MediaForce--one of several companies that tracks people trading files through Napster, Gnutella and similar services--announced Thursday that it had found a way to find copyrighted works by evading the encrypted network, exposing a serious hole in Aimster's claims to privacy.
The New York-based company's terms of service bar anyone using the network from spying on its members. It also argues that attempts to track use of its service violate digital copyright law's ban on subverting cryptography schemes.
MediaForce's approach isn't particularly complicated--it's simply running searches on Aimster's network using the company's own software and taking down the results.
The outcome of these searches, and Aimster's attempts to have them deemed illegal, could go a long way toward shaping the future of online file-swapping as people look for an alternative to Napster.
"What's been unique is that Aimster has billed itself as an encrypted private network," said MediaForce CEO Aaron Kessler. "But we haven't broken their encryption or reverse engineered their software at all."
From its beginning, Aimster has offered a different kind of file-swapping system than the huge, anonymous networks run by Napster or iMesh. The company's software draws from the buddy lists on AOL Instant Messenger (AIM) to create its own lists of trusted friends. Files don't get traded through the AIM network, but people who transfer their buddy lists to Aimster can offer files to and download files solely from the few people on their buddy lists.
But a month or so ago, the company began offering another service where people can open their hard drives to anyone, much like Napster. Aimster says this service is solely for finding buddies with similar interests--a person searching for "Metallica" would be able to see who else likes Metallica and then add those people to a buddy list, for example.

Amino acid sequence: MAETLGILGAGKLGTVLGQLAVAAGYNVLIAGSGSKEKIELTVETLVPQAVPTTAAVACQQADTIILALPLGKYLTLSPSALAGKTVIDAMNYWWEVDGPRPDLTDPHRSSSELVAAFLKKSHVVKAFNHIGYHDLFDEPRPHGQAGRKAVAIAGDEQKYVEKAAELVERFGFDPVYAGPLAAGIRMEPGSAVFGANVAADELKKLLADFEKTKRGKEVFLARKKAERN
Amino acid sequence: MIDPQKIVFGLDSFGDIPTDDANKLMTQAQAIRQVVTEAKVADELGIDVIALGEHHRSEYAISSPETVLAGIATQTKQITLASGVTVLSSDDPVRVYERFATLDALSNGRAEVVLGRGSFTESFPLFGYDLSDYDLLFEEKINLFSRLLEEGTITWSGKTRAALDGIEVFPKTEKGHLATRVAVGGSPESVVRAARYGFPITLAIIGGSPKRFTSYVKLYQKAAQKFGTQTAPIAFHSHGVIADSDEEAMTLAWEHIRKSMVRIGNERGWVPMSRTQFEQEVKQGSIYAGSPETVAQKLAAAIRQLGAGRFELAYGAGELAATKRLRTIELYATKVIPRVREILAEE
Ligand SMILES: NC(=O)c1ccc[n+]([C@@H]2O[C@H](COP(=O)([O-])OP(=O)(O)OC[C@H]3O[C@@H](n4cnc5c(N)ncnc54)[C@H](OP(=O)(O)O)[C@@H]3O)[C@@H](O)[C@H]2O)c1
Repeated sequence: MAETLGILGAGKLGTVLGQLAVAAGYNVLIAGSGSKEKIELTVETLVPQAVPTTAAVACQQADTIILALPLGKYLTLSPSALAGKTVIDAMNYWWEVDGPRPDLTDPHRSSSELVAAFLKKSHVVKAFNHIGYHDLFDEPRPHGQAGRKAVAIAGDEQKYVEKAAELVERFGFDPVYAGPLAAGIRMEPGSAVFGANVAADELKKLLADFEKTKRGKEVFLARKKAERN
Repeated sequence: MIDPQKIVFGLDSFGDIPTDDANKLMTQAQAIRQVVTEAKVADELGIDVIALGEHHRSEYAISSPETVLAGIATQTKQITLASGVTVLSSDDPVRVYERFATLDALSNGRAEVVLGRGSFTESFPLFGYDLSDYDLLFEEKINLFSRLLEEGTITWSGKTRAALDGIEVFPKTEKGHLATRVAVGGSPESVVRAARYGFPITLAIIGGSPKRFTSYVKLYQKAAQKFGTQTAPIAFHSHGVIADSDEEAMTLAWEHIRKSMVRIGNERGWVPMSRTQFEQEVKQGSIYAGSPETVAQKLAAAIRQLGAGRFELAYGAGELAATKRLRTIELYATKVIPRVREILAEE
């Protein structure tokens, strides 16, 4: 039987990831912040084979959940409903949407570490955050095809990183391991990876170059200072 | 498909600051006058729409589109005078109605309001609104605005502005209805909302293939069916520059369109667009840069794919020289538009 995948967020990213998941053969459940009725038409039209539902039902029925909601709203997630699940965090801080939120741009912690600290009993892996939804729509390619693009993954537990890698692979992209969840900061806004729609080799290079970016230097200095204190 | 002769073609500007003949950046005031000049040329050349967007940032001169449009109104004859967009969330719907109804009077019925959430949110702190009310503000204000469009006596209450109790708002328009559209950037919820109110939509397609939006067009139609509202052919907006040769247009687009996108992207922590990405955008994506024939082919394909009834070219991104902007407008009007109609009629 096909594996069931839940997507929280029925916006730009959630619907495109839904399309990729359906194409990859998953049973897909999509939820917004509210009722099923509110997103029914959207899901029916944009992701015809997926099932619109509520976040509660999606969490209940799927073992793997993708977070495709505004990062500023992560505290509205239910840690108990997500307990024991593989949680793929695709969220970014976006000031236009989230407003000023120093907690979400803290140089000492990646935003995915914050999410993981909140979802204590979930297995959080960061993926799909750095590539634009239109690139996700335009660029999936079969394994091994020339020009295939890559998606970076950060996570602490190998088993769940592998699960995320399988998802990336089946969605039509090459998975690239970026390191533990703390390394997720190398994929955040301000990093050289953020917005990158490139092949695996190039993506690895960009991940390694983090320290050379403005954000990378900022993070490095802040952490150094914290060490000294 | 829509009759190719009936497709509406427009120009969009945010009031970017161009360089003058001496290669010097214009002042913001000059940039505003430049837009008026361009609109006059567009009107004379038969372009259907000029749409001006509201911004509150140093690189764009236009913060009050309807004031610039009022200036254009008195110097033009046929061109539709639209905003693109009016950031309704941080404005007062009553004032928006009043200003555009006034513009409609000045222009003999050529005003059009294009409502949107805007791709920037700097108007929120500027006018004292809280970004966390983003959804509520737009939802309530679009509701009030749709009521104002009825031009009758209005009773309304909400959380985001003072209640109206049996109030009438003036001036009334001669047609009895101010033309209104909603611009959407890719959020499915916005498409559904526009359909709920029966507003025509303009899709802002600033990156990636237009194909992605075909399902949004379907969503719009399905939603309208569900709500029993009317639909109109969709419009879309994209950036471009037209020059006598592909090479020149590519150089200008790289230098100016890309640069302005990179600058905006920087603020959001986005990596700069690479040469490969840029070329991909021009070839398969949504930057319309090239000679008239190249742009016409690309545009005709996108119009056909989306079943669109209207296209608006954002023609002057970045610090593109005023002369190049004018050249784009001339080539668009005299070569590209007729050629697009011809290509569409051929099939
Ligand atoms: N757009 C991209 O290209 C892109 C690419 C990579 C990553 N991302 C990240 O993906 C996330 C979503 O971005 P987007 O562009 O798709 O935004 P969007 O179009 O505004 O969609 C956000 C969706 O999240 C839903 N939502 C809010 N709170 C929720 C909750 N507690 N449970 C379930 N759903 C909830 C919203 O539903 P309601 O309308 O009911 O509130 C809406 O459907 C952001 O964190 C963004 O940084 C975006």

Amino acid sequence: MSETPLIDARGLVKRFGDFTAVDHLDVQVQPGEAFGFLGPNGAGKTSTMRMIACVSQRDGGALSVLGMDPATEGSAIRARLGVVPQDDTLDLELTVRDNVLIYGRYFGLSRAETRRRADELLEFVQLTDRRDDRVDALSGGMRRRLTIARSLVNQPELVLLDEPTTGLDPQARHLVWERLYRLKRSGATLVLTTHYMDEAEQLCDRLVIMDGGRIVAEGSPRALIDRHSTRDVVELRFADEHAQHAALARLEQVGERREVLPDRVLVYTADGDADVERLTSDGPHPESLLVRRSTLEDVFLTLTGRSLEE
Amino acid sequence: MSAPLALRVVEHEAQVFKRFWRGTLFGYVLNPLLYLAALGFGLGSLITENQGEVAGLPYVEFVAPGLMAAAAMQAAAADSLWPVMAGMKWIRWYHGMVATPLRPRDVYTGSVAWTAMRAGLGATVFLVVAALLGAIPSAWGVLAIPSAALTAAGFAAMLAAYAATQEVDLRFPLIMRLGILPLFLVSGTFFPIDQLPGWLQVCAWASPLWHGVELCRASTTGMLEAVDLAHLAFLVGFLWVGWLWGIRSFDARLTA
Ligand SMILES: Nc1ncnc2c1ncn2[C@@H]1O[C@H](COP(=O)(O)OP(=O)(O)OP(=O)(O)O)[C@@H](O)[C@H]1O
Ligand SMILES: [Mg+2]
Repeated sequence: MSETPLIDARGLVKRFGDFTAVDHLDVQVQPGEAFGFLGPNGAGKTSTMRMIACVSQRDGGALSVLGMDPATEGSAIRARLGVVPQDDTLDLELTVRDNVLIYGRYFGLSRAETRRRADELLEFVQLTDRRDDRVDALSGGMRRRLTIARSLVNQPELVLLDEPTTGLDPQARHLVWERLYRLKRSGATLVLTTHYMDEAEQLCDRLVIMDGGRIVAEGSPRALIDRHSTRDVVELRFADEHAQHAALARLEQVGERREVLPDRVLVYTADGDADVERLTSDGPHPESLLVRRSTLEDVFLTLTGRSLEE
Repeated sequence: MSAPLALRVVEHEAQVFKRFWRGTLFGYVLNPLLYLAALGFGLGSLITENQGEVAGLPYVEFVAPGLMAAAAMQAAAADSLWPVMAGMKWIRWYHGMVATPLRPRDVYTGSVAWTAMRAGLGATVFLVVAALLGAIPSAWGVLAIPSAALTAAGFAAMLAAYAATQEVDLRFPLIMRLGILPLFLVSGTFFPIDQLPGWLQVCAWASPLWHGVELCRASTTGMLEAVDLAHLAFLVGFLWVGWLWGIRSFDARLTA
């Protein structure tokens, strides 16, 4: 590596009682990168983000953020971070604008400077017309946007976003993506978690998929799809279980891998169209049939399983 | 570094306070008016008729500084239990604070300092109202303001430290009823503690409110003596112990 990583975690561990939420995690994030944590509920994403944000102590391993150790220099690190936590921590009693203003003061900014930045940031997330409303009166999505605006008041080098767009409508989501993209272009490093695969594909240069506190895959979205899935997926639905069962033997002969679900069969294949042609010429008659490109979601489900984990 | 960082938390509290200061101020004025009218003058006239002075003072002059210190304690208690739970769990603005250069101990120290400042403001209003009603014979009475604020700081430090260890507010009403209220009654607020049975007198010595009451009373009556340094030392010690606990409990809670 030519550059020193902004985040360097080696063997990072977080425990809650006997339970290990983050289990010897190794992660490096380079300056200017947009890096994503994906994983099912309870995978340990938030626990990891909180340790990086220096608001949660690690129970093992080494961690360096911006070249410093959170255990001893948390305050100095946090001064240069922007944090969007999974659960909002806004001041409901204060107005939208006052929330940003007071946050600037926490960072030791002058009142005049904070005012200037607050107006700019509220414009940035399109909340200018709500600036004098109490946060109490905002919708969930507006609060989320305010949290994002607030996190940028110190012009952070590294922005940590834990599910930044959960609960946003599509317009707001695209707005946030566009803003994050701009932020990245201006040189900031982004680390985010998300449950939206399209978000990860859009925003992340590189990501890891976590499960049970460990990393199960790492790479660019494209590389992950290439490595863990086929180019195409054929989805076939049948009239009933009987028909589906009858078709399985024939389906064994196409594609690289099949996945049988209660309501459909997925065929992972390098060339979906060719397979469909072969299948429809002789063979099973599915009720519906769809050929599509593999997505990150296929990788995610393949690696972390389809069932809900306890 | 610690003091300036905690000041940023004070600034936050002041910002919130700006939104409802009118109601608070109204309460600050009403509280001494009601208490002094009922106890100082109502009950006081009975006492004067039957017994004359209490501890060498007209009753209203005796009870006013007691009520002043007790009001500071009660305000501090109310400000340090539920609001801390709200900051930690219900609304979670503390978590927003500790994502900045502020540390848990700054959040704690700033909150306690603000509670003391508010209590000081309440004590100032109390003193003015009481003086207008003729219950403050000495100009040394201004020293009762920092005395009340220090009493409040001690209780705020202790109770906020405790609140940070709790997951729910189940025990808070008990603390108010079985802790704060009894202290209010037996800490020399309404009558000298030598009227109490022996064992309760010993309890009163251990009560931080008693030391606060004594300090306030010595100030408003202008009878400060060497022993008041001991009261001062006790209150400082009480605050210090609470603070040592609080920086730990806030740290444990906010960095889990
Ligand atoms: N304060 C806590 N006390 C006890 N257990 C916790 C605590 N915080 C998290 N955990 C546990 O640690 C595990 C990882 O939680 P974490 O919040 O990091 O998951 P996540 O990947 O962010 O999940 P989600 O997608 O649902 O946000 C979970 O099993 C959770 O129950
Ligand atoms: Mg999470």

The effect has turned the service into something similar to Napster, where people can search tens of thousands of hard drives simultaneously without a buddy list system.
It's this feature that MediaForce is tapping into. Aimster's original buddy system is still secure. But as soon as Aimster users reach into the wider network in search of a larger number of files, they open themselves to monitoring by MediaForce or anyone else who chooses to look.
The outstanding question--one that will help determine the fate of file-swapping--is whether MediaForce is doing anything wrong by taking down names. Like other companies, including Media Enforcer, it acts on behalf of music publishers and record labels, contacting Napster and Internet service providers to point out specific people who are trading copyrighted music.
Aimster has noted in its terms of service that people can't use the software to spy on each other.
"You will at all times herein refrain from tracking, monitoring, surveying, eavesdropping or collecting information on the activities of other users," the company's terms of service read. "For any single breach of the terms of this paragraph you agree to pay...a lump sum of $1 million."
But the company is also making a more ambitious argument. Because it has encrypted its network and deems people's files--and its own software--to be copyrighted or potentially copyrighted material, anything that breaks that encryption is a violation of federal copyright law, the company says.
Fire with fire
That argument attempts to turn the copyright holders' most potent weapon back on them. The federal Digital Millennium Copyright Act (DMCA) does make it illegal to distribute or use tools that are explicitly designed for circumventing technology that protects copyright.
Previously, Aimster has said that breaking the encryption on its network to spy on its users would violate this copyright law. It's even gone to court seeking approval for its service, arguing that record companies are trying to stop trades of completely legal files and instant messages.
Now it's saying that MediaForce is going too far by taking down information that is freely available to anyone that turns on the Aimster software. The monitoring company is using the software--which automatically decodes the network's transmissions--for unauthorized purposes and is therefore breaking copyright law, Aimster says.
"We would say there is a pretty strong case that they are taking a risk under federal law," said Johnny Deep, an Aimster spokesman. "It's as if they had hacked in and found the decryption key and were using it for unauthorized purposes."
This untested interpretation of federal copyright law could help set the rules for file-swappers and copyright police. Aimster has yet to act against MediaForce but is threatening legal action.
"We'll let them keep hanging themselves in the press and then go to the attorney general with the articles," Deep said.